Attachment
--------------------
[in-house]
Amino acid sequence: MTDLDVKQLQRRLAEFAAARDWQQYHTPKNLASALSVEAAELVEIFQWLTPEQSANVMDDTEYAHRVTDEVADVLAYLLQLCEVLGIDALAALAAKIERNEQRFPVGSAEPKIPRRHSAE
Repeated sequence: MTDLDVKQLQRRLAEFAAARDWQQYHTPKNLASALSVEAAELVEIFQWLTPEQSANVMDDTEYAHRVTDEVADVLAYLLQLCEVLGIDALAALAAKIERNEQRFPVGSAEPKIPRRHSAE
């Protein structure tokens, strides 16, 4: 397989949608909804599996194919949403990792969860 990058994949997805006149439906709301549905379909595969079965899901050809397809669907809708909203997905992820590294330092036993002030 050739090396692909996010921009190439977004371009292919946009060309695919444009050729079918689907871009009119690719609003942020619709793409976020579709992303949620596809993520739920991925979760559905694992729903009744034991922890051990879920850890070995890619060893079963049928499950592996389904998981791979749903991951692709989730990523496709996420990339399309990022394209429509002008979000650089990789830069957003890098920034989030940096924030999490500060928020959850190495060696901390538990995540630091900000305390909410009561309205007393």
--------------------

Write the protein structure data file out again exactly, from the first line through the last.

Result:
[in-house]
Amino acid sequence: MTDLDVKQLQRRLAEFAAARDWQQYHTPKNLASALSVEAAELVEIFQWLTPEQSANVMDDTEYAHRVTDEVADVLAYLLQLCEVLGIDALAALAAKIERNEQRFPVGSAEPKIPRRHSAE
Repeated sequence: MTDLDVKQLQRRLAEFAAARDWQQYHTPKNLASALSVEAAELVEIFQWLTPEQSANVMDDTEYAHRVTDEVADVLAYLLQLCEVLGIDALAALAAKIERNEQRFPVGSAEPKIPRRHSAE
């Protein structure tokens, strides 16, 4: 397989949608909804599996194919949403990792969860 990058994949997805006149439906709301549905379909595969079965899901050809397809669907809708909203997905992820590294330092036993002030 050739090396692909996010921009190439977004371009292919946009060309695919444009050729079918689907871009009119690719609003942020619709793409976020579709992303949620596809993520739920991925979760559905694992729903009744034991922890051990879920850890070995890619060893079963049928499950592996389904998981791979749903991951692709989730990523496709996420990339399309990022394209429509002008979000650089990789830069957003890098920034989030940096924030999490500060928020959850190495060696901390538990995540630091900000305390909410009561309205007393």